Henry Wadsworth Longfellow (February 27, 1807 – March 24, 1882) was an American poet and educator whose works include "Paul Revere's Ride", The Song of Hiawatha, and Evangeline. He was also the first American to translate Dante Alighieri's The Divine Comedy and was one of the five Fireside Poets.
Longfellow was born in Portland, Maine, then part of Massachusetts, and studied at Bowdoin College. After spending time in Europe he became a professor at Bowdoin and, later, at Harvard College. His first major poetry collections were Voices of the Night (1839) and Ballads and Other Poems (1841). Longfellow retired from teaching in 1854 to focus on his writing, living the remainder of his life in Cambridge, Massachusetts, in a former headquarters of George Washington. His first wife Mary Potter died in 1835 after a miscarriage. His second wife Frances Appleton died in 1861 after sustaining burns when her dress caught fire. After her death, Longfellow had difficulty writing poetry for a time and focused on his translation. He died in 1882. Longfellow wrote predominantly lyric poems, known for their musicality and often presenting stories of mythology and legend. He became the most popular American poet of his day and also had success overseas. He has been criticized, however, for imitating European styles and writing specifically for the masses. His poetry has been a continuous presence in our language ever since. He is quoted by merchants and manufacturers on their products, by journalists and preachers in their articles and sermons, and by ordinary men and women in their daily lives. Some of his lines and phrases - "A boy's will is the wind's will," "Ships that pass in the night," "Footprints on the sands of time" - are so well known that they have entered the language. Today they are often quoted without the speaker even knowing Longfellow penned the words. During a violent storm at sea on his return to America, Longfellow wrote seven poems, including The Quadroon Girl, The Slave Singing at Midnight, and The Witnesses. In a letter to Freiligrath, January 6, 1843, he described the event: “...thus ‘cribbed, cabined and confined’ I passed fifteen days. During this time I wrote seven poems on slavery. I meditated them in the stormy, sleepless nights, and wrote them down with a pencil in the morning. A small window in the side of the vessel admitted light into my berth; and there I lay on my back, and soothed my soul with songs.”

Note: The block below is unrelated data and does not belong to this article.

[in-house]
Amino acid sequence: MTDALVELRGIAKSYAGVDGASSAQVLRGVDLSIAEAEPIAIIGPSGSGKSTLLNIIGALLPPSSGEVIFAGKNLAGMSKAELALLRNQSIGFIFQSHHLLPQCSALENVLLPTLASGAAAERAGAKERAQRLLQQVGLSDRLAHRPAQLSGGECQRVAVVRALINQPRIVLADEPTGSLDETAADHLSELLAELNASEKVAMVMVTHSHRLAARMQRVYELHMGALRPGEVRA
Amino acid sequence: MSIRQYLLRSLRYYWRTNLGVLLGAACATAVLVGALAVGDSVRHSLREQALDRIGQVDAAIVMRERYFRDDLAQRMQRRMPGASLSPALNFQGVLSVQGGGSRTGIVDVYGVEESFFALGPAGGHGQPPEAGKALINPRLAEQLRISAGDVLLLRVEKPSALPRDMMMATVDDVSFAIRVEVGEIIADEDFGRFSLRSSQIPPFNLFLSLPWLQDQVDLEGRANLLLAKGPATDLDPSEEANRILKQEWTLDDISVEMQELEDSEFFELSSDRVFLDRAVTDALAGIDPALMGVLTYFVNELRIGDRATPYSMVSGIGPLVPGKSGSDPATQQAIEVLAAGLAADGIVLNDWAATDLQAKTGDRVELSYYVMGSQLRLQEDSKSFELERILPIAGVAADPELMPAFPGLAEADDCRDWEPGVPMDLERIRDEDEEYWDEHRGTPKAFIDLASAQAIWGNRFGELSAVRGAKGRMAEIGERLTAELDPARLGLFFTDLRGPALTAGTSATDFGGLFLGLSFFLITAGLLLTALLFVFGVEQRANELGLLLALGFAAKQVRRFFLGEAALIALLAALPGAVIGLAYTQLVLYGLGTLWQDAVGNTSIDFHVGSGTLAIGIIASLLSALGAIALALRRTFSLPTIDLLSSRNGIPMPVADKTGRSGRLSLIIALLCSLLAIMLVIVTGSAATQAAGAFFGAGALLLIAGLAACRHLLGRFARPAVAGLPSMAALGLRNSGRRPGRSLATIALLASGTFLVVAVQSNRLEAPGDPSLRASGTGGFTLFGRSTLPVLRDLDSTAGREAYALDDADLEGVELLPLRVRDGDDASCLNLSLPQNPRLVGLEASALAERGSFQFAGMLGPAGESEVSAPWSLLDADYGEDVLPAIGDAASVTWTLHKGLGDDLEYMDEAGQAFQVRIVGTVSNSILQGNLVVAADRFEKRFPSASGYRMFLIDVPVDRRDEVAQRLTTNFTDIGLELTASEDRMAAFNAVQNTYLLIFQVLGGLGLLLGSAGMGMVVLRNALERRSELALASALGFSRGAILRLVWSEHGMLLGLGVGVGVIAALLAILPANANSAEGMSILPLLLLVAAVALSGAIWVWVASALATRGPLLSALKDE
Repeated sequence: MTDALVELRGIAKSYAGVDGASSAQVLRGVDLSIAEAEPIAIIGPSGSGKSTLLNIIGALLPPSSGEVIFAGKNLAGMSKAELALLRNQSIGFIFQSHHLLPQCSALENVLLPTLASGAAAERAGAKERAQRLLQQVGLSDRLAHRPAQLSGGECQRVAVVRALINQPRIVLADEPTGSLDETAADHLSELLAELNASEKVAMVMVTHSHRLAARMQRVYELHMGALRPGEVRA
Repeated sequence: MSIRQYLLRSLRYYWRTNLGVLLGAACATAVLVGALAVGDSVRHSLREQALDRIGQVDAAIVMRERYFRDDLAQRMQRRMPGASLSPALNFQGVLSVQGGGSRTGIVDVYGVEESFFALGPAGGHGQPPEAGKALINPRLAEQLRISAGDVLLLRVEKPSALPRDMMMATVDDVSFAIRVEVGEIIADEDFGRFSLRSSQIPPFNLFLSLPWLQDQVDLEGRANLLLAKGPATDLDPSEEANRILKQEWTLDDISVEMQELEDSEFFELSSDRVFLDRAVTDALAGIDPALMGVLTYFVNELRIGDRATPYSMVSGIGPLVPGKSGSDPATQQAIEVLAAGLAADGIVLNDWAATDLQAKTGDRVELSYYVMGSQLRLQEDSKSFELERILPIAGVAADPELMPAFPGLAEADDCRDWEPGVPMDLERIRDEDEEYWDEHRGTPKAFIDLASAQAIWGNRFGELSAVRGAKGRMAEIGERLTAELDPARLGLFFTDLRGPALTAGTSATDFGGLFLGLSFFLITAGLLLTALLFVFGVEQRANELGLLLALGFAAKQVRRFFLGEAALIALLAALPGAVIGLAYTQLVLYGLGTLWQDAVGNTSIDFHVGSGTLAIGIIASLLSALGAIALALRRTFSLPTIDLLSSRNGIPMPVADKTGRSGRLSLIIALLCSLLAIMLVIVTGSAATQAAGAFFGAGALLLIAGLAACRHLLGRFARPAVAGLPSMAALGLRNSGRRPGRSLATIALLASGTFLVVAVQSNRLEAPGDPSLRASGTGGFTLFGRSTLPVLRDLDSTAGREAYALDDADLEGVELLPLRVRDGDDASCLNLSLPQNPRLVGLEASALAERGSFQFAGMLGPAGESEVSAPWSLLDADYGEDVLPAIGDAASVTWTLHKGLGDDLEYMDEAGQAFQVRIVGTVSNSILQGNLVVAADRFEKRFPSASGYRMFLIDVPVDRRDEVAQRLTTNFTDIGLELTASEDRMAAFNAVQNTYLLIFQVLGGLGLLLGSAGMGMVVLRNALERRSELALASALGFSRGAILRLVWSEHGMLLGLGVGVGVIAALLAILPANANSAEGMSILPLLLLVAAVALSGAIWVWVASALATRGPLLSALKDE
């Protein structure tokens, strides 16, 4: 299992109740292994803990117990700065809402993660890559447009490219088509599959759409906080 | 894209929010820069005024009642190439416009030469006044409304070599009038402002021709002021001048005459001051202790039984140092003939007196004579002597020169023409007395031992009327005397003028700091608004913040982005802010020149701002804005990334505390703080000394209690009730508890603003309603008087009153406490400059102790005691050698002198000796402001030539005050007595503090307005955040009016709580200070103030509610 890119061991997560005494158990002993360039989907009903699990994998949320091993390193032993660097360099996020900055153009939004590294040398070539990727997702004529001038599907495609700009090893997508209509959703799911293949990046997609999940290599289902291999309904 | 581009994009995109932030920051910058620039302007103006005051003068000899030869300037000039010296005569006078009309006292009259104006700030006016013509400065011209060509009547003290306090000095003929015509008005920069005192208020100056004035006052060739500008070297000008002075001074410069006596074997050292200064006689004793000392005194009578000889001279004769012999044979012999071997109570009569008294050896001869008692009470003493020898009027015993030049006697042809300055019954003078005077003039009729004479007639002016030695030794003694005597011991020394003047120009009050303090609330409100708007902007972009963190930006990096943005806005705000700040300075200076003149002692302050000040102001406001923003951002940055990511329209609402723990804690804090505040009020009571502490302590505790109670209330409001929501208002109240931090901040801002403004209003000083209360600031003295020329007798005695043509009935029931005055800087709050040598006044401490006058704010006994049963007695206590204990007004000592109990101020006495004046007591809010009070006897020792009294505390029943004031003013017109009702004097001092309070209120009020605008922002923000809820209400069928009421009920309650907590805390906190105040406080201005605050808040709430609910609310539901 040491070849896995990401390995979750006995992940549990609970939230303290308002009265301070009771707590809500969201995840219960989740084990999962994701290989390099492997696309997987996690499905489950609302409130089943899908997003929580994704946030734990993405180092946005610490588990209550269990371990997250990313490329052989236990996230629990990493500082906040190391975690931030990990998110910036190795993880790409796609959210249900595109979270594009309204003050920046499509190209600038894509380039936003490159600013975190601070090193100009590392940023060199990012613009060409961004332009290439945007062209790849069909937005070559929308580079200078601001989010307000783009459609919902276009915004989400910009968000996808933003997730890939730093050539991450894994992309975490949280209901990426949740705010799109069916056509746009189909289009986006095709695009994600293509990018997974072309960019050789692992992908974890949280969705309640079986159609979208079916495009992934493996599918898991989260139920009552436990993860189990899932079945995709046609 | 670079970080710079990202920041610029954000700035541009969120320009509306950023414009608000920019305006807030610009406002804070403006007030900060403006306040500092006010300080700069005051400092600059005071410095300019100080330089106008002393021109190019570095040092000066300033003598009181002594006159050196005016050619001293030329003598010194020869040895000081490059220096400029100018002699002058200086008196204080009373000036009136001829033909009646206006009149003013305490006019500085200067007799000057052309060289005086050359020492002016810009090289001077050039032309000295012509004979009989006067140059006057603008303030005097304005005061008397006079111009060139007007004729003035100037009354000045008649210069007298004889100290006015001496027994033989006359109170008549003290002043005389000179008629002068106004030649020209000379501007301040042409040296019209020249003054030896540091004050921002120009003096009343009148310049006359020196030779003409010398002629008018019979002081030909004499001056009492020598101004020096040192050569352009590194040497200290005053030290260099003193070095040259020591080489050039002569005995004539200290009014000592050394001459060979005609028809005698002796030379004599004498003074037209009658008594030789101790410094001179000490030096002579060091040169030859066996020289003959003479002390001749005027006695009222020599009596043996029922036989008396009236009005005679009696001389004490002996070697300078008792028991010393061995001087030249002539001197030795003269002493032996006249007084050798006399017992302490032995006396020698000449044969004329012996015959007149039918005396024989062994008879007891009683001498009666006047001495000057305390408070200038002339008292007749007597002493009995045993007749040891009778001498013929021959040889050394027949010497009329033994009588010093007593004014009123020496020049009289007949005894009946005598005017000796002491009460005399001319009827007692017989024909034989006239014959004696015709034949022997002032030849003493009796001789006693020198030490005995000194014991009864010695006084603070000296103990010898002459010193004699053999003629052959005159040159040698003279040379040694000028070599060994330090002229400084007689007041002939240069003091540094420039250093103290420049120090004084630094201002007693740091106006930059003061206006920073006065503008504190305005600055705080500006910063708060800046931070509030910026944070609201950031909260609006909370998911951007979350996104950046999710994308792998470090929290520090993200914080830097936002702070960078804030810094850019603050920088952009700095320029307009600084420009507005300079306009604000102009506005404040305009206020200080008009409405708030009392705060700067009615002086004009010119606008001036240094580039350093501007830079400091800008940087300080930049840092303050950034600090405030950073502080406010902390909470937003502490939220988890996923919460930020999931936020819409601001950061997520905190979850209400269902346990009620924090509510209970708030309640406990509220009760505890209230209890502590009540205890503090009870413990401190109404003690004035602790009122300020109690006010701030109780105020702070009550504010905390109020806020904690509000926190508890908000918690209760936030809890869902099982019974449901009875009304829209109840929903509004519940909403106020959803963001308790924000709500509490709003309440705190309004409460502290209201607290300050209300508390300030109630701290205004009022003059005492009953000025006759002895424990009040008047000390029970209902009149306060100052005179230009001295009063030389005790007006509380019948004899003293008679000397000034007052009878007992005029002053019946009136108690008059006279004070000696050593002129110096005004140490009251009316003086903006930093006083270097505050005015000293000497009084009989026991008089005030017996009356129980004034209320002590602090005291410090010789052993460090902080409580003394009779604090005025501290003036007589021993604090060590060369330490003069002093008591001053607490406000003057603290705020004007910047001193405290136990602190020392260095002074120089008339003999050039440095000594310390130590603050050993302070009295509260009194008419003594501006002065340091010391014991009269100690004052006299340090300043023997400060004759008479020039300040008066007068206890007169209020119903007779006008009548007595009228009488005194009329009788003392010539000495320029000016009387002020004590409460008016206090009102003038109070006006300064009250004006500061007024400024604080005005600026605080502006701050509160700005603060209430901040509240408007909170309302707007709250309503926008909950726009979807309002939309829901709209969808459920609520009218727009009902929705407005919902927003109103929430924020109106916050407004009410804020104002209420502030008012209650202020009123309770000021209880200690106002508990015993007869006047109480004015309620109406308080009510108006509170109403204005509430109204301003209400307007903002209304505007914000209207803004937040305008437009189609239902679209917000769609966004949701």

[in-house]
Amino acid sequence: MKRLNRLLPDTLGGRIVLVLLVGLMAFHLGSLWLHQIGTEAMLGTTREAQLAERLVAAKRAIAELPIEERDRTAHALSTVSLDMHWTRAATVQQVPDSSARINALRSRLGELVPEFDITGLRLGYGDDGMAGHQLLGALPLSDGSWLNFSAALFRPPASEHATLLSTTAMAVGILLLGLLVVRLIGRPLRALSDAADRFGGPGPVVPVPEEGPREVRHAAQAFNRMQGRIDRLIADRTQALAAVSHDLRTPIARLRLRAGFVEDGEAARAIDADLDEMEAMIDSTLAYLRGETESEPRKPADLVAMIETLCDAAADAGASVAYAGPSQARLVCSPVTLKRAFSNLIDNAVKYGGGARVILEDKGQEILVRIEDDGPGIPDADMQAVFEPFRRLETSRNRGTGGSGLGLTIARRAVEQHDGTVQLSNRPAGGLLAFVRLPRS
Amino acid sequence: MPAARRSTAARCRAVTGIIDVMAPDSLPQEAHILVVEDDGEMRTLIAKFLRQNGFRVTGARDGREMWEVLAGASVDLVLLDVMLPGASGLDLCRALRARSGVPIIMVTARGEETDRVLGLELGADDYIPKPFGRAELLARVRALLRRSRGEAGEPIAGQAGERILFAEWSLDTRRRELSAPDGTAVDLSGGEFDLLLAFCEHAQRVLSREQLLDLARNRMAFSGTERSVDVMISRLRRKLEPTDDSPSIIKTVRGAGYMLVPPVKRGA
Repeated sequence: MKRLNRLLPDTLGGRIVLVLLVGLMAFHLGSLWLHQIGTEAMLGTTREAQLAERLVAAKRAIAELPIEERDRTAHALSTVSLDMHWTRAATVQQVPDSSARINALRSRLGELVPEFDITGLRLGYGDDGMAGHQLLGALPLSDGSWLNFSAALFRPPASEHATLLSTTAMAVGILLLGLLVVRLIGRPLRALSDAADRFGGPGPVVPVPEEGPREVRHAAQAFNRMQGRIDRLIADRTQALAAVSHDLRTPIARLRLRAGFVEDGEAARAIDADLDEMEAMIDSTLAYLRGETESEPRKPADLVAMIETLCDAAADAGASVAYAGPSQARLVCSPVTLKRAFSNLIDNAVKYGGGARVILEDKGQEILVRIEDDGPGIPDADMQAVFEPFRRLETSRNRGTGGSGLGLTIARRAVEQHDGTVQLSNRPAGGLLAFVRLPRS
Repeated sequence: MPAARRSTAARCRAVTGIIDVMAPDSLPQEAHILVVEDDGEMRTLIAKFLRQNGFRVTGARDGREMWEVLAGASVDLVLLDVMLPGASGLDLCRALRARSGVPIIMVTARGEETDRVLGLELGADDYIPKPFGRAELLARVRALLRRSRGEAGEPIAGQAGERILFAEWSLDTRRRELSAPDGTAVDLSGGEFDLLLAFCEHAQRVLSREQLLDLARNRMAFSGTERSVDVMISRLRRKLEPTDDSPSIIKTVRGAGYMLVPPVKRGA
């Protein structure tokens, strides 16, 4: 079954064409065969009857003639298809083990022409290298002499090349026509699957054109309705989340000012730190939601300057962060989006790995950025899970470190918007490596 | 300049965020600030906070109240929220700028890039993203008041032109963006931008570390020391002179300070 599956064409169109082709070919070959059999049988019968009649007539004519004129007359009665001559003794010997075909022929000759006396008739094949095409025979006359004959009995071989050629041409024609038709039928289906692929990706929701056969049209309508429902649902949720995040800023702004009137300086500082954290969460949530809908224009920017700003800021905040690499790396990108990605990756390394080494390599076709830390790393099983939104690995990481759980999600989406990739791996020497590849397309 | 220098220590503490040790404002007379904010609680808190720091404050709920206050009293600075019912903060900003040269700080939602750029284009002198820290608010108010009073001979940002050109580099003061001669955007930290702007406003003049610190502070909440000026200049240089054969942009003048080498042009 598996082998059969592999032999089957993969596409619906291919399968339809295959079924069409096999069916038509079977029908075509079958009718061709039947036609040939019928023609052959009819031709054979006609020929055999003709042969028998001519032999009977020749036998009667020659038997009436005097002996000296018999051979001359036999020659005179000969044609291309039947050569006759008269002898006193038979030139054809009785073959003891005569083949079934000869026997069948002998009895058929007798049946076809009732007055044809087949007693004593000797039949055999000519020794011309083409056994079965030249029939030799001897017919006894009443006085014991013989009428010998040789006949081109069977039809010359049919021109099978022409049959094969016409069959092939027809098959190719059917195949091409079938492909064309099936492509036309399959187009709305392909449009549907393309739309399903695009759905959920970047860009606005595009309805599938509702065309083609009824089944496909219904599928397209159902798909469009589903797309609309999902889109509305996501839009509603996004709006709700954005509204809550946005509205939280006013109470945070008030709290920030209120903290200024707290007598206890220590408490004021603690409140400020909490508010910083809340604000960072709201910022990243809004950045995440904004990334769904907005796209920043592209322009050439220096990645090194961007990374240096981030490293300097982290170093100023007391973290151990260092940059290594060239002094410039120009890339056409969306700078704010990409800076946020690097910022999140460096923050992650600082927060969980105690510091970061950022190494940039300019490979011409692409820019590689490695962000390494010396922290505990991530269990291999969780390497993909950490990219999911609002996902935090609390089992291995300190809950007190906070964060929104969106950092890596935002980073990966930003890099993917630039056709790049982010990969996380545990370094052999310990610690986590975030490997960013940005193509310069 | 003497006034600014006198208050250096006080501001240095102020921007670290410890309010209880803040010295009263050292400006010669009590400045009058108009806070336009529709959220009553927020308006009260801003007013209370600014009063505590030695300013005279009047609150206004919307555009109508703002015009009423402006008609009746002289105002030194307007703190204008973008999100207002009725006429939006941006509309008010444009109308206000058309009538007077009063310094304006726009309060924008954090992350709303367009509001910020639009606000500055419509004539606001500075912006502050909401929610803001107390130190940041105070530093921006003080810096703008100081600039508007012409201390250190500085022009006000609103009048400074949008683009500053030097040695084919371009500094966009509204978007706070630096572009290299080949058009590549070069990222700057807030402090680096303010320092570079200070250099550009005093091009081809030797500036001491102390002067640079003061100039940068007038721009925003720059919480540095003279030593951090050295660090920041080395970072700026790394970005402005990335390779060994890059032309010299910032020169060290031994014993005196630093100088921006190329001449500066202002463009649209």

Upon their publication in December 1842, Longfellow received impassioned reviews, both positive and negative. Despite the outcry among some segments of the population, Longfellow stood behind his poems. Within a few weeks of publication he wrote to his father: “Some persons regret that I should have written them, but for my own part I am glad of what I have done. My feelings prompted me, and my judgment approved and still approves.” Longfellow allowed the New England Anti-Slavery Tract Society to reprint and distribute these poems for free, for which they expressed much gratitude. One of the anti-slavery poems of H.W.Longfellow is “The Slave’s Dream”. Poem
Beside the ungathered rice he lay,
His sickle in his hand;
His breast was bare, his matted hair
Was buried in the sand.
Again, in the mist and shadow of sleep,
He saw his Native Land.
Wide through the landscape of his dreams
The lordly Niger flowed;
Beneath the palm-trees on the plain
Once more a king he strode;
And heard the tinkling caravans
Descend the mountain-road.
He saw once more his dark-eyed queen
Among her children stand;
They clasped his neck, they kissed his cheeks,
They held him by the hand!--
A tear burst from the sleeper's lids
And fell into the sand.
And then at furious speed he rode
Along the Niger's bank;
His bridle-reins were golden chains,
And, with a martial clank,
At each leap he could feel his scabbard of steel
Smiting his stallion's...